No one in our database lost more potential Muckety in 2016 than Hillary Clinton.
Before reality sneaked up and knocked her cold, Clinton was poised to become the mightiest woman in history. Although she’s still high on our ranking of influence, with a score* of 99, how much power she can or will wield in the future remains to be seen.
Many saw their prospects rise and fall over the last year, though none as dramatically as Clinton and President-elect Donald Trump. The biggest gainers are the passengers on the Trump train - a list that will grow in coming months as backers receive ambassadorships, administration jobs and board appointments. (We’ve already learned an important lesson from Trump’s election and subsequent cabinet picks: billionaires can increase their Muckety.)
Given congressional resistance over the last eight years, Barack Obama may actually gain some influence when he leaves the White House - particularly if he and former Atty. Gen. Eric Holder can combat Republican gerrymandering through their redestricting campaign.
The seven new senators and 55 new House members experienced an overnight Muckety boost. Most of those who lost or voluntarily left congressional seats will see their influence wane. One notable exception will likely be Dan Coats, who did not seek re-election to the Senate in 2016 and has been chosen by Trump to be director of national intelligence.
Rep. Debbie Wasserman Schultz held on to her seat, but lost the chairmanship of the Democratic National Committee after leaked emails revealed the party’s attempts to hinder the presidential campaign of Sen. Bernie Sanders.
Beyond the beltway, the year had its share of scandals and embarrassments:
- Roger Ailes’s downfall at Fox began with sexual-harassment allegations by former anchor Gretchen Carlson. It accelerated with similar charges by other women at the network. Ailes recovered, to an extent, with a multi-million-dollar severance package and a role in the Trump presidential campaign.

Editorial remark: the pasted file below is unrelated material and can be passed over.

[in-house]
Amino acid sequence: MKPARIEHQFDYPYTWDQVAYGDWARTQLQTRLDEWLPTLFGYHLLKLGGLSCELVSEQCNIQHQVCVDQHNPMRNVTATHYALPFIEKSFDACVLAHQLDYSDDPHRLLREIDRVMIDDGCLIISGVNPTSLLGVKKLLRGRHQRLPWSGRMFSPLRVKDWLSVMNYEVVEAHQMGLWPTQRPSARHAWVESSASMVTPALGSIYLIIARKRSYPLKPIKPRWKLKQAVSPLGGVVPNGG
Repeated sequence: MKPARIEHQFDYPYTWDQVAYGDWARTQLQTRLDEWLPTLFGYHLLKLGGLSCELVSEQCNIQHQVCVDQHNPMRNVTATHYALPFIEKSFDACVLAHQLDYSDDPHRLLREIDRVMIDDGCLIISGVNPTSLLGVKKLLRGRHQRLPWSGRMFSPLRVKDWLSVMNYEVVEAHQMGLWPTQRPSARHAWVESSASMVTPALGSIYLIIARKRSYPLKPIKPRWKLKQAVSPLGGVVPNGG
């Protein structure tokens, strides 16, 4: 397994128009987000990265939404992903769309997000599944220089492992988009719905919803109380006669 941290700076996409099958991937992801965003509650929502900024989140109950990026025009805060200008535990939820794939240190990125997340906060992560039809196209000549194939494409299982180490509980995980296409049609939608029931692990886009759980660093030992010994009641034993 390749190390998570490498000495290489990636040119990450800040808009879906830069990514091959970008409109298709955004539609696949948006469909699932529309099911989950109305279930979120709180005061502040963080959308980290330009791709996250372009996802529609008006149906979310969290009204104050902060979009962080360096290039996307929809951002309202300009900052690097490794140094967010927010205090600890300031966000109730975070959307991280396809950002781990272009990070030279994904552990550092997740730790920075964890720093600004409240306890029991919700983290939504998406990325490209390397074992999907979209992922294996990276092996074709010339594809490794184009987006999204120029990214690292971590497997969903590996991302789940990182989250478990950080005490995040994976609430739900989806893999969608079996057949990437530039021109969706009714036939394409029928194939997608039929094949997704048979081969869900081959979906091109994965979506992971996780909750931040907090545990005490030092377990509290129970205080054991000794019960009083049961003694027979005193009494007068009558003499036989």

- John Stumpf stepped down as Wells Fargo chief after revelations that the company had created as many as two million fake accounts without customers’ consent.
- Theranos founder Elizabeth Holmes was banned from owning or operating a medical lab for at least two years after investigations questioned the effectiveness of her company’s blood-testing technologies.
- Mylan CEO Heather Bresch’s Muckety plummeted after her company’s decision to increase the price of its EpiPen by 400 percent. She was hauled before the House Oversight Committee and several state attorneys general launched investigations.
- Billy Bush suffered more than his pal when a 2005 video was disclosed during the presidential campaign, with Trump boasting to Bush of his suave, “grab them by the pussy” approach to women. Bush lost his hosting job with “Today.” Trump won the presidency. Go figure.
- In other broadcast news, ESPN pulled Curt Schilling from a Little League World Series broadcast in 2015 after he tweeted a message comparing Muslim extremism to Nazi Germany. The company then fired him for anti-transgender comments.
- And then we come to Kanye West. Where to begin? Probably at the 2009 MTV Video Music Awards, when West dissed Taylor Swift, a theme that continues. Then there was his proclamation in 2016 that he didn’t vote, but if he had voted, it would have been for Trump. Within days, he was hospitalized for stress and exhaustion. We’re not even going to bring up the Kardashian curse.
- Finally, there was Mariah Carey’s performance on New Year’s Eve, so atrocious that some described it as the last fatality of the year.